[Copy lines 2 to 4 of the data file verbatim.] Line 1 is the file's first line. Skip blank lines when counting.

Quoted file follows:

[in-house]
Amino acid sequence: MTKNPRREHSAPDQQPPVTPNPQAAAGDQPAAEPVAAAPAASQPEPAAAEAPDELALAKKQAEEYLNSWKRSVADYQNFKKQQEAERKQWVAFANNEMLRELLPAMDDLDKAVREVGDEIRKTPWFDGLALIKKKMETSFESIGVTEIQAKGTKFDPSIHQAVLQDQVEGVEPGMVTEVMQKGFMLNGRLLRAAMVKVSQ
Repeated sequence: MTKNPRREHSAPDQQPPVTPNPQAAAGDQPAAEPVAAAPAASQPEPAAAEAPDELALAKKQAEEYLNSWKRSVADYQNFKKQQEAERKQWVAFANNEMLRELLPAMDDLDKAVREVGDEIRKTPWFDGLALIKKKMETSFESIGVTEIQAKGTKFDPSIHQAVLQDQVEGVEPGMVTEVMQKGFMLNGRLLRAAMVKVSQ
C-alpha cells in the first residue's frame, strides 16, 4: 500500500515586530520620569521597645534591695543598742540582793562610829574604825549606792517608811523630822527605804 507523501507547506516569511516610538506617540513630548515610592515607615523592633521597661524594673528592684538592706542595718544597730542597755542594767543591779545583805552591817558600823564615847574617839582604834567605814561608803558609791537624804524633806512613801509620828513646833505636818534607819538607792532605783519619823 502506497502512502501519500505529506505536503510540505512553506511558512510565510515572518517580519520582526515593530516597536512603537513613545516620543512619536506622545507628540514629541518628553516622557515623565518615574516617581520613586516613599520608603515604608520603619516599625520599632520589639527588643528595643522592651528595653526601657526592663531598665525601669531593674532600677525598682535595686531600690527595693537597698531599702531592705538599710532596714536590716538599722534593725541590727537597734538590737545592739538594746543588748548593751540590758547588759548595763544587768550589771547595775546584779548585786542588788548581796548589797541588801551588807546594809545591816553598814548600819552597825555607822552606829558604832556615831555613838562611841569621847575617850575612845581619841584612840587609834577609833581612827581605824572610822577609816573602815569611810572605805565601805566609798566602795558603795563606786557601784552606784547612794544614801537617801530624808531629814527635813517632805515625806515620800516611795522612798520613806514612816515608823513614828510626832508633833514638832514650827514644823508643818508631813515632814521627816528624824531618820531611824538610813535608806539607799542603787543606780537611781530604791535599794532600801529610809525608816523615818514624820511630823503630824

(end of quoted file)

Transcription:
Amino acid sequence: MTKNPRREHSAPDQQPPVTPNPQAAAGDQPAAEPVAAAPAASQPEPAAAEAPDELALAKKQAEEYLNSWKRSVADYQNFKKQQEAERKQWVAFANNEMLRELLPAMDDLDKAVREVGDEIRKTPWFDGLALIKKKMETSFESIGVTEIQAKGTKFDPSIHQAVLQDQVEGVEPGMVTEVMQKGFMLNGRLLRAAMVKVSQ
Repeated sequence: MTKNPRREHSAPDQQPPVTPNPQAAAGDQPAAEPVAAAPAASQPEPAAAEAPDELALAKKQAEEYLNSWKRSVADYQNFKKQQEAERKQWVAFANNEMLRELLPAMDDLDKAVREVGDEIRKTPWFDGLALIKKKMETSFESIGVTEIQAKGTKFDPSIHQAVLQDQVEGVEPGMVTEVMQKGFMLNGRLLRAAMVKVSQ
C-alpha cells in the first residue's frame, strides 16, 4: 500500500515586530520620569521597645534591695543598742540582793562610829574604825549606792517608811523630822527605804 507523501507547506516569511516610538506617540513630548515610592515607615523592633521597661524594673528592684538592706542595718544597730542597755542594767543591779545583805552591817558600823564615847574617839582604834567605814561608803558609791537624804524633806512613801509620828513646833505636818534607819538607792532605783519619823 502506497502512502501519500505529506505536503510540505512553506511558512510565510515572518517580519520582526515593530516597536512603537513613545516620543512619536506622545507628540514629541518628553516622557515623565518615574516617581520613586516613599520608603515604608520603619516599625520599632520589639527588643528595643522592651528595653526601657526592663531598665525601669531593674532600677525598682535595686531600690527595693537597698531599702531592705538599710532596714536590716538599722534593725541590727537597734538590737545592739538594746543588748548593751540590758547588759548595763544587768550589771547595775546584779548585786542588788548581796548589797541588801551588807546594809545591816553598814548600819552597825555607822552606829558604832556615831555613838562611841569621847575617850575612845581619841584612840587609834577609833581612827581605824572610822577609816573602815569611810572605805565601805566609798566602795558603795563606786557601784552606784547612794544614801537617801530624808531629814527635813517632805515625806515620800516611795522612798520613806514612816515608823513614828510626832508633833514638832514650827514644823508643818508631813515632814521627816528624824531618820531611824538610813535608806539607799542603787543606780537611781530604791535599794532600801529610809525608816523615818514624820511630823503630824